One of the developments arising out of power sector reform is the establishment of independent regulatory agencies, which, to a certain extent, neutralised the monopolistic tendencies of power utilities. As a monopoly with quasi-regulatory powers, the utility could decide whether or not to purchase surplus power from sugar factories, and arbitrarily set the unit price of the electricity purchased. Some of the newly established regulatory agencies have the mandate to ensure an enabling environment for the free-entry of small- to medium-scale investors, such as cogenerators in the sugar industry. In addition, some of the regulatory agencies are expected to ensure reasonable returns on investment through favourable electricity tariffs. Partly as a result of the planned and on-going changes in the regulatory environment, there have been encouraging developments in the cogeneration industries of Uganda, Zimbabwe, Zambia and Kenya.

A significant impact of power sector reform is the increased emphasis on large-scale investment.  There are several drawbacks with regard to large-scale IPP developments in the region. Firstly, large-scale IPPs are not linked to the incremental growth in demand of the power sector. This could lead to over-capacity in generation, which is a burden to the economy. Cogeneration is, on the other hand, well suited to match the annual incremental growth in demand, which is usually relatively modest (less than 20 MW per year in many Eastern and Southern African countries).

Secondly, large-scale IPP development is generally a high-tech endeavour, which requires heavy capital investment, both of which effectively dissuades local investors. A small-scale IPP development such as a cogeneration plant, on the other hand, involves technology that can be locally managed. In addition, the capital requirements are modest and can be sourced locally.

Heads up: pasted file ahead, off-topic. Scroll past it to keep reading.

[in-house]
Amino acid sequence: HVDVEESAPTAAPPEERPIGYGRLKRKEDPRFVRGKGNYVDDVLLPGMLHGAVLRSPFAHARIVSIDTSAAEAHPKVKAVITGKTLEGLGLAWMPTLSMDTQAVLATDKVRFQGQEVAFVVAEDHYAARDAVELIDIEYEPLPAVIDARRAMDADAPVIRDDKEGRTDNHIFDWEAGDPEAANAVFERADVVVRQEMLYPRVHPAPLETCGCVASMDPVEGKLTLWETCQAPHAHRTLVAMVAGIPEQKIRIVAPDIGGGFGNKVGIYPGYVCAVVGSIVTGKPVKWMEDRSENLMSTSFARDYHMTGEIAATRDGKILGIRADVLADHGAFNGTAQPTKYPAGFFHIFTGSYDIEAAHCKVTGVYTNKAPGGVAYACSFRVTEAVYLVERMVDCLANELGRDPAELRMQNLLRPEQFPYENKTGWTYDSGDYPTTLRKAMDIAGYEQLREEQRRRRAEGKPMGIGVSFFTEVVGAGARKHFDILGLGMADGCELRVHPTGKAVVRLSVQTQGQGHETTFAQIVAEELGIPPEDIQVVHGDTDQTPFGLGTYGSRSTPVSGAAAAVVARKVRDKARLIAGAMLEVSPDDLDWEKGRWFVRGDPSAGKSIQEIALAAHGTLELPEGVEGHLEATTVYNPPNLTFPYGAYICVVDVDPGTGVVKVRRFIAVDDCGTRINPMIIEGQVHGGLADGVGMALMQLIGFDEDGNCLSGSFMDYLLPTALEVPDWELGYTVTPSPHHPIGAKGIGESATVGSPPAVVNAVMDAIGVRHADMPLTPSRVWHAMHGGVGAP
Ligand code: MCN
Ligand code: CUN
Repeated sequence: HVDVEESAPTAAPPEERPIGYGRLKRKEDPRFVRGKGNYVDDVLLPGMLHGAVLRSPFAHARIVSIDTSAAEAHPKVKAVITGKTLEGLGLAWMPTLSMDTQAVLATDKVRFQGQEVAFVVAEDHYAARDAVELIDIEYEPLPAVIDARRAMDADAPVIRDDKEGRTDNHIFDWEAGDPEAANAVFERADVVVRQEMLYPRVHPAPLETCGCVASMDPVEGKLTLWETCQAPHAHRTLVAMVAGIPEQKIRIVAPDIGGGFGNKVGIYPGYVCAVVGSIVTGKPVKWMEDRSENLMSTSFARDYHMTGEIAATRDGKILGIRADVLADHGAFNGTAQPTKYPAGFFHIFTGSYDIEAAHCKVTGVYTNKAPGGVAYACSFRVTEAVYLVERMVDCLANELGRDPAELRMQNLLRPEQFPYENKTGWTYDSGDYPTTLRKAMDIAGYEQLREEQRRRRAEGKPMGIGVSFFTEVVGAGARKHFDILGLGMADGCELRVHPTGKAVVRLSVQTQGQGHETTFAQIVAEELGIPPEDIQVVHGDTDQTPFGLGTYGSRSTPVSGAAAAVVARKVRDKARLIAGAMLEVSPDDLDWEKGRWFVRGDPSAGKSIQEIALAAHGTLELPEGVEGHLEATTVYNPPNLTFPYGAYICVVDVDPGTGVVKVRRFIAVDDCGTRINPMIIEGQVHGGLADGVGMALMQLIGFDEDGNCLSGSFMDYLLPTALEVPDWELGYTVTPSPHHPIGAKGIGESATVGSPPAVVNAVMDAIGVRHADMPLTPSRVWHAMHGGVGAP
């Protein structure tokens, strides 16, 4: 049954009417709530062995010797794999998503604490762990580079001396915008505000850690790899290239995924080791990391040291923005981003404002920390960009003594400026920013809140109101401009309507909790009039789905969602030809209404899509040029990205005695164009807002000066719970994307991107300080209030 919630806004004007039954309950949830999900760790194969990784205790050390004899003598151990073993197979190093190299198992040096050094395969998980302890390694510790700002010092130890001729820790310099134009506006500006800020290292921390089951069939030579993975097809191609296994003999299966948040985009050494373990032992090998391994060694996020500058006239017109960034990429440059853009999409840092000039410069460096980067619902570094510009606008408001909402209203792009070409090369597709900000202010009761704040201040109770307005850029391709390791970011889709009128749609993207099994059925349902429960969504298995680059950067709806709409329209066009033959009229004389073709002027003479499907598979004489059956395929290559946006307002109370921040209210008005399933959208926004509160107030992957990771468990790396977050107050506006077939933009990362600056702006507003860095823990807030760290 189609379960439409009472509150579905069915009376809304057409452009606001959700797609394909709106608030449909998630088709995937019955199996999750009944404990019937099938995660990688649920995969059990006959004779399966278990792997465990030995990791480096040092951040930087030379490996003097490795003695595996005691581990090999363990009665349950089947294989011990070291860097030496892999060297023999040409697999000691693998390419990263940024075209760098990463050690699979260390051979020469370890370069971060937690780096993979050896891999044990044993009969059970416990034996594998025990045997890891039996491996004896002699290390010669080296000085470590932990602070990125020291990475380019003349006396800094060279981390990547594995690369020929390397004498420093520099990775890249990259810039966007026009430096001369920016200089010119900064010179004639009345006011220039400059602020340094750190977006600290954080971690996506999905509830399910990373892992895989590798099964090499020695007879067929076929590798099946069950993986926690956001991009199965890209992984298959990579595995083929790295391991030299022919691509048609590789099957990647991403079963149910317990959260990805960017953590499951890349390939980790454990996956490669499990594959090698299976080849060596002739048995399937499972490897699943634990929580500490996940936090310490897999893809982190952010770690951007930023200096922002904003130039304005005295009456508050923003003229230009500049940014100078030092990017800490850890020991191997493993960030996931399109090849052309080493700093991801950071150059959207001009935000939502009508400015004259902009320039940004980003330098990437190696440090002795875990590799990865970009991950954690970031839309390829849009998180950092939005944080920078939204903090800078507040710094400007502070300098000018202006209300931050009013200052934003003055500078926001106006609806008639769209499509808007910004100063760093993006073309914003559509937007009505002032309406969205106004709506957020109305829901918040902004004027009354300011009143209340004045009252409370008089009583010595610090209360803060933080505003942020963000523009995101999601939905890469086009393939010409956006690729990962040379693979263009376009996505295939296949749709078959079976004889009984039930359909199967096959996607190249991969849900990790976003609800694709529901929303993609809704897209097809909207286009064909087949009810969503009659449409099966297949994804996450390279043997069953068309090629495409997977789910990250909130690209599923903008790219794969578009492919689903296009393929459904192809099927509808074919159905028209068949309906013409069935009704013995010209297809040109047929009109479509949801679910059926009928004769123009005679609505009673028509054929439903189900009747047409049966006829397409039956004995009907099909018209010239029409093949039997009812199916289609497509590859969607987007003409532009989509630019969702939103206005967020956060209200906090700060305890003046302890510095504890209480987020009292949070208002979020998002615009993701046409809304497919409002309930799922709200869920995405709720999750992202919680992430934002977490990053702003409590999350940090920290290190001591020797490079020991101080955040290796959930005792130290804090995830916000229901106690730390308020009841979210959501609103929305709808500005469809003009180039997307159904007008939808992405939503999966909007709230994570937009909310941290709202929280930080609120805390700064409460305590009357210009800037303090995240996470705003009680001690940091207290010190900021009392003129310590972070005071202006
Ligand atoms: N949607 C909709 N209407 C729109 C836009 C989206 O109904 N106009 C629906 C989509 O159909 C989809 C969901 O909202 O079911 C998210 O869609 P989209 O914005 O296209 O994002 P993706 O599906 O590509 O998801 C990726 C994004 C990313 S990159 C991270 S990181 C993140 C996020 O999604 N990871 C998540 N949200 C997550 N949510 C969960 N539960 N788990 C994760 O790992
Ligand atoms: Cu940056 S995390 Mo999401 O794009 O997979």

Thirdly, large-scale capital-intensive IPP developments invariably attract the politically connected rent-seeking class. The controversial IPP deals in Zimbabwe involving YTL and in Tanzania involving IPTL are classic examples of the disarray that the rent-seeking class can cause. There is, therefore, a case to examine smaller IPPs, such as cogeneration plants, which are less capital intensive and provide ideal entry points for local participation in a privatised electricity industry.

The following issues emerged from the training course:

- Cogeneration cannot be isolated from the entire sugar industry. The Sugar Authorities in the region should be overhauled and realistic targets established for increasing the contribution of electricity to the national grid.

- The Governments have to clearly define the policies on use of bagasse for cogeneration and enact incentive measures to facilitate the development and implementation of bagasse energy projects. Of particular importance is how the revenue accruing from sale of energy generated from bagasse is to be shared.

- There are various financing mechanisms for the development of bagasse cogeneration plants. The potential to utilise funds promoting climate friendly technologies such as the Global Environment Facility should be fully explored.

- The need to streamline the Power Purchase Agreements (PPAs) between the utility, cogenerator and other stakeholders involved in the negotiation process. The negotiators should be well versed in the structure, fundamentals and components of the power purchasing agreements.

- There are new state of the art technologies in the market that can substantially increase the energy generated from the same amount of cane. Promotion of these technologies should be encouraged. In addition, modifications and improvements at the factory level to improve steam efficiency and minimise internal power consumption is essential.